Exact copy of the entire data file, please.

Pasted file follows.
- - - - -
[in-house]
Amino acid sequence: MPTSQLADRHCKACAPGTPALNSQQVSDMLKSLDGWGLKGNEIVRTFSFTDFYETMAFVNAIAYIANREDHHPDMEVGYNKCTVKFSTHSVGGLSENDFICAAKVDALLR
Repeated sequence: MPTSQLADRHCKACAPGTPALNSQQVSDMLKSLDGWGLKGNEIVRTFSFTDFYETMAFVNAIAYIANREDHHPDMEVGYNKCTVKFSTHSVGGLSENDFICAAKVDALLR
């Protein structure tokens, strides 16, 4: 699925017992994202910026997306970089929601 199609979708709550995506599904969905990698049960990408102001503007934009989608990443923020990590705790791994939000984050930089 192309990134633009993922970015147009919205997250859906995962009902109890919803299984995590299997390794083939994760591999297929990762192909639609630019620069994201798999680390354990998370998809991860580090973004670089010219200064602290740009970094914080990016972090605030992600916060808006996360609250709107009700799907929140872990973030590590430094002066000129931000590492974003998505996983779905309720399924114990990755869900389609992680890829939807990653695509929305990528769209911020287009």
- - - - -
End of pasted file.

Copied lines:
[in-house]
Amino acid sequence: MPTSQLADRHCKACAPGTPALNSQQVSDMLKSLDGWGLKGNEIVRTFSFTDFYETMAFVNAIAYIANREDHHPDMEVGYNKCTVKFSTHSVGGLSENDFICAAKVDALLR
Repeated sequence: MPTSQLADRHCKACAPGTPALNSQQVSDMLKSLDGWGLKGNEIVRTFSFTDFYETMAFVNAIAYIANREDHHPDMEVGYNKCTVKFSTHSVGGLSENDFICAAKVDALLR
């Protein structure tokens, strides 16, 4: 699925017992994202910026997306970089929601 199609979708709550995506599904969905990698049960990408102001503007934009989608990443923020990590705790791994939000984050930089 192309990134633009993922970015147009919205997250859906995962009902109890919803299984995590299997390794083939994760591999297929990762192909639609630019620069994201798999680390354990998370998809991860580090973004670089010219200064602290740009970094914080990016972090605030992600916060808006996360609250709107009700799907929140872990973030590590430094002066000129931000590492974003998505996983779905309720399924114990990755869900389609992680890829939807990653695509929305990528769209911020287009």